MINNEAPOLIS (WCCO) — Scientist, Engineer, Mathematician. How about being appointed board member of the National Museum and Library Services by President Barack Obama? No, seriously, one man does it all.
Between his education, professional experience, national service, publications, presentations and teachings, Eric Jolly’s resume is nine pages long.
Jolly made Minnesota home 10 years ago as the President of the Science Museum. That’s what makes him a Minnesotan to Meet because even when the Science Museum is closed, President Jolly doesn’t stop moving.
You can feel his enthusiasm for math and science as you desperately try to keep up.
“You can’t lose your energy, you can’t lose your excitement,” Jolly said, “when you see the wonder in a young person’s eyes.”
That wonder started in kindergarten for Jolly, when his teacher brought two glass jars to class.
“She put one outside, the other one inside the door,” he said.
It was the middle of winter. When the kids came back the next day, the one outside had cracked and the one inside was fine.
“I wanted to know why,” Jolly said, “and that’s what started my fascination for science.”
He grew up going back and forth between Oklahoma and Rhode Island. Now, Jolly works with groups across the country promoting science, technology, engineering and math courses, to get more kids interested in those subjects.
“Teaching and investing in that next generation is an incredible act of faith and it’s a faith in our future,” Jolly said.
That love of inspiring others had him teaching from Harvard to UCLA — making stops everywhere in between, including Minnesota.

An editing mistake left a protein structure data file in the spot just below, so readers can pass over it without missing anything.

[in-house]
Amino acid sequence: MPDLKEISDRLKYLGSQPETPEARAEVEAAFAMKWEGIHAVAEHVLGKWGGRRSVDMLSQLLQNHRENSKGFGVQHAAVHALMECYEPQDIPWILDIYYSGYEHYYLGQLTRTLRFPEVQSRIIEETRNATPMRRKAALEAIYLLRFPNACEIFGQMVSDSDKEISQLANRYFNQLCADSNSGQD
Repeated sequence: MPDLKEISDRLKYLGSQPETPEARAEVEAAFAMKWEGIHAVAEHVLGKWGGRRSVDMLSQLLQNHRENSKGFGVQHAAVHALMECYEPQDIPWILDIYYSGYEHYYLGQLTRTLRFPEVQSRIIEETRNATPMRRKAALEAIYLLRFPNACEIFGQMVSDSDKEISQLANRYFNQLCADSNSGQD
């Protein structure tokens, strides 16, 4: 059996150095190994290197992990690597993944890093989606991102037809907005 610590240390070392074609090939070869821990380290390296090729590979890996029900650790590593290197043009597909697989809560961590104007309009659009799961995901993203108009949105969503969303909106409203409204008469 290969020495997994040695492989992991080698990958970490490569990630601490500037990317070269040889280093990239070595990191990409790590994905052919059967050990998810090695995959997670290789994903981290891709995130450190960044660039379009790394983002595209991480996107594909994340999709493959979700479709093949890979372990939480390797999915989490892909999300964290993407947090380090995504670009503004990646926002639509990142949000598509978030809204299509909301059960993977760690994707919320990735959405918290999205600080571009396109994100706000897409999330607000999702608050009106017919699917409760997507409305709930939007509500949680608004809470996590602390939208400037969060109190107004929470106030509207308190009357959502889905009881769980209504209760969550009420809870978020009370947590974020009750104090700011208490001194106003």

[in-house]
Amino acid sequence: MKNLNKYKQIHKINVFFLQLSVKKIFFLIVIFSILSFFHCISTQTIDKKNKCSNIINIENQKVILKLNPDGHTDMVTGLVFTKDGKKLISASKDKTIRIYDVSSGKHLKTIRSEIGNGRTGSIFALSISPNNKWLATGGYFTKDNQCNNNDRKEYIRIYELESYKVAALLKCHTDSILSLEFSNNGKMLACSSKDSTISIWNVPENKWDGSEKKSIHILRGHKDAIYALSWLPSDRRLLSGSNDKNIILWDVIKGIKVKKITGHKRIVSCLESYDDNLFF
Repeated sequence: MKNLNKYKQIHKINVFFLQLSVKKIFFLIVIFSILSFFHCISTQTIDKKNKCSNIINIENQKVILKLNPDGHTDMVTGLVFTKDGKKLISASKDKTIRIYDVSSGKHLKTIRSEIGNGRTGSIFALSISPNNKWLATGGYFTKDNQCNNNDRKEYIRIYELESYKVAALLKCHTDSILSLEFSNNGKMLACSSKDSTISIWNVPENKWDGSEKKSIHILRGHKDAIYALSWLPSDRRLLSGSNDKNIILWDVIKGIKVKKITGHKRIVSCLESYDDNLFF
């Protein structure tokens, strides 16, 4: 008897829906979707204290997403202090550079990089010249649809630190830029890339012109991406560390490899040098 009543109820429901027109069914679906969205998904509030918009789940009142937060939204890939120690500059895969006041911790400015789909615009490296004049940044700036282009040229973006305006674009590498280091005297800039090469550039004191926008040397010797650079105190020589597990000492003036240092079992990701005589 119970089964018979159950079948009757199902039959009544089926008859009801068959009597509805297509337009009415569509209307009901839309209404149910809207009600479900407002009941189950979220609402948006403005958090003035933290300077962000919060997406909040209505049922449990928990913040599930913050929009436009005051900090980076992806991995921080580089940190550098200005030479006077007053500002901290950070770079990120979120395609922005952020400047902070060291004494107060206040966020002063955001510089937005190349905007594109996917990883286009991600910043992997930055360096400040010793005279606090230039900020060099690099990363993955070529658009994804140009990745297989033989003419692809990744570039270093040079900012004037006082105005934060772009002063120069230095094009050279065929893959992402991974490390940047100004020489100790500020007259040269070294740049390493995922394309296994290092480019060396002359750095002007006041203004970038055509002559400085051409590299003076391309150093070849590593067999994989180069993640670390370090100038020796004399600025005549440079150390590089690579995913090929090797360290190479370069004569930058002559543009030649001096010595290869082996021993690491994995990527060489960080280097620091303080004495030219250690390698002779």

“I taught a post doctorate course at the Humphrey Institute 25 years ago and that’s when I saw the Mississippi River and knew I would have to come back,” Jolly said.
That happened 10 years ago. Now as president, the mighty Mississippi is right outside his office window.
“I want kids to leave here with the kind of knowledge that the next time you walk by the Mississippi you scoop your hand in and talk about the dragonflies or things you’ve founds,” Jolly said.
That’s why the Collector’s Corner is Jolly’s favorite spot in the Science Museum.
“You can bring anything you find in from the natural world, as long as it’s not stinky, smelly or slimy,” Jolly said. “The more you can explain about the specimen, the more points you earn.”
Then you can trade up. Forget baseball cards, we’re talking fossils and sea creatures.
“Collector’s Corner is really one of the first ways a child’s curiosity is captured,” Jolly said.
It’s the hands-on experience that also get the attention of museums around the country.
“We provide advice and funding to nearly 125,000 libraries and about 30,000 museums in the United States,” he said.
And just last year, 100 museums took exhibits developed in Minnesota that then traveled all over the map.
“It’s fun to reach a point in my life that I can take what I was passionate about and share it with the next generation,” Jolly said.
Leaving kids both big and small wanting to geek out — and be proud of it.
“They should love being a nerd. Because it means they know something no one else does. That’s special,” he said.
The Science Museum in St. Paul is in the top 10 in the country, with the largest exhibit production company and leading producer of IMAX movies — in 22 countries and 400 theaters around the world.
Fun Fact: Jolly’s own basket weaving is displayed at the Smithsonian in Washington, D.C.